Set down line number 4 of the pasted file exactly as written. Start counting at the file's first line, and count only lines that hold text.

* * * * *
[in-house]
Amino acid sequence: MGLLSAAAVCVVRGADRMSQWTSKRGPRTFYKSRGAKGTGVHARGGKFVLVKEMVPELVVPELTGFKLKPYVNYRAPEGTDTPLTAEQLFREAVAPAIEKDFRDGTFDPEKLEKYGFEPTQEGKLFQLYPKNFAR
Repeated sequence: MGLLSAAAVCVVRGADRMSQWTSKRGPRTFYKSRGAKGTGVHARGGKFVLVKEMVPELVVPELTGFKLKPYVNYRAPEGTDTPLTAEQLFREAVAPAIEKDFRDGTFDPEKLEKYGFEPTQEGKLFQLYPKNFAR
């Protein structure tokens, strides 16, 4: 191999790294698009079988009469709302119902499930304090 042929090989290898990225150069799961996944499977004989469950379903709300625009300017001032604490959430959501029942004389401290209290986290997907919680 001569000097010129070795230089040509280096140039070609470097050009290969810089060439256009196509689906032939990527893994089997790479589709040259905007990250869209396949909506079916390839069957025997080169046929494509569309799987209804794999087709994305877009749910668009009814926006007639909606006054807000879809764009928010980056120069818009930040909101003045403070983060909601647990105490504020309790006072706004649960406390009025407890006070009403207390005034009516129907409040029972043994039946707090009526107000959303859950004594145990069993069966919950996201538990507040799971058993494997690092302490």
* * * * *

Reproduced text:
């Protein structure tokens, strides 16, 4: 191999790294698009079988009469709302119902499930304090 042929090989290898990225150069799961996944499977004989469950379903709300625009300017001032604490959430959501029942004389401290209290986290997907919680 001569000097010129070795230089040509280096140039070609470097050009290969810089060439256009196509689906032939990527893994089997790479589709040259905007990250869209396949909506079916390839069957025997080169046929494509569309799987209804794999087709994305877009749910668009009814926006007639909606006054807000879809764009928010980056120069818009930040909101003045403070983060909601647990105490504020309790006072706004649960406390009025407890006070009403207390005034009516129907409040029972043994039946707090009526107000959303859950004594145990069993069966919950996201538990507040799971058993494997690092302490």